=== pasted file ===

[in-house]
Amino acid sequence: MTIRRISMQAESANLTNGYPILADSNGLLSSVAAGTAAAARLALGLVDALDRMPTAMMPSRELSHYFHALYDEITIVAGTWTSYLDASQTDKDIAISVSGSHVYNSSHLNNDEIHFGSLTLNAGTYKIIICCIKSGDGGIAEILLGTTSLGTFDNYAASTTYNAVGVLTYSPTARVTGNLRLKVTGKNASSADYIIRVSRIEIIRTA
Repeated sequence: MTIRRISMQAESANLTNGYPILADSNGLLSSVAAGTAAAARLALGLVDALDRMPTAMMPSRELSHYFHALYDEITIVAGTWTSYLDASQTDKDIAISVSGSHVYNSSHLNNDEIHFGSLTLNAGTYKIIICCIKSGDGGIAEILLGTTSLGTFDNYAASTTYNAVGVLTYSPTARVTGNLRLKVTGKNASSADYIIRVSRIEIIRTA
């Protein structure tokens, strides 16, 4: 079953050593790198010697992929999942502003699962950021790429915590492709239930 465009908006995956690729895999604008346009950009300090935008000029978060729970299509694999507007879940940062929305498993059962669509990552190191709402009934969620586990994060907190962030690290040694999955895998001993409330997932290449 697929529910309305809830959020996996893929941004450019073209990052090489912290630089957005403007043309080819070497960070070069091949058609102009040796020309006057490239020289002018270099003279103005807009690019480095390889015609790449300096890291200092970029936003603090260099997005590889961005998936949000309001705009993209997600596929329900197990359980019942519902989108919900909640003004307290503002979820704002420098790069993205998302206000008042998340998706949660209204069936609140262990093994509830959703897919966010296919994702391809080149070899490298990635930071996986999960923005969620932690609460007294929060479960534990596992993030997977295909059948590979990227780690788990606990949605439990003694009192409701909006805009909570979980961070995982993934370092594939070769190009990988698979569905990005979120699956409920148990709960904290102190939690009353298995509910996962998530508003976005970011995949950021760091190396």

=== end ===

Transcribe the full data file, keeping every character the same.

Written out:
[in-house]
Amino acid sequence: MTIRRISMQAESANLTNGYPILADSNGLLSSVAAGTAAAARLALGLVDALDRMPTAMMPSRELSHYFHALYDEITIVAGTWTSYLDASQTDKDIAISVSGSHVYNSSHLNNDEIHFGSLTLNAGTYKIIICCIKSGDGGIAEILLGTTSLGTFDNYAASTTYNAVGVLTYSPTARVTGNLRLKVTGKNASSADYIIRVSRIEIIRTA
Repeated sequence: MTIRRISMQAESANLTNGYPILADSNGLLSSVAAGTAAAARLALGLVDALDRMPTAMMPSRELSHYFHALYDEITIVAGTWTSYLDASQTDKDIAISVSGSHVYNSSHLNNDEIHFGSLTLNAGTYKIIICCIKSGDGGIAEILLGTTSLGTFDNYAASTTYNAVGVLTYSPTARVTGNLRLKVTGKNASSADYIIRVSRIEIIRTA
């Protein structure tokens, strides 16, 4: 079953050593790198010697992929999942502003699962950021790429915590492709239930 465009908006995956690729895999604008346009950009300090935008000029978060729970299509694999507007879940940062929305498993059962669509990552190191709402009934969620586990994060907190962030690290040694999955895998001993409330997932290449 697929529910309305809830959020996996893929941004450019073209990052090489912290630089957005403007043309080819070497960070070069091949058609102009040796020309006057490239020289002018270099003279103005807009690019480095390889015609790449300096890291200092970029936003603090260099997005590889961005998936949000309001705009993209997600596929329900197990359980019942519902989108919900909640003004307290503002979820704002420098790069993205998302206000008042998340998706949660209204069936609140262990093994509830959703897919966010296919994702391809080149070899490298990635930071996986999960923005969620932690609460007294929060479960534990596992993030997977295909059948590979990227780690788990606990949605439990003694009192409701909006805009909570979980961070995982993934370092594939070769190009990988698979569905990005979120699956409920148990709960904290102190939690009353298995509910996962998530508003976005970011995949950021760091190396």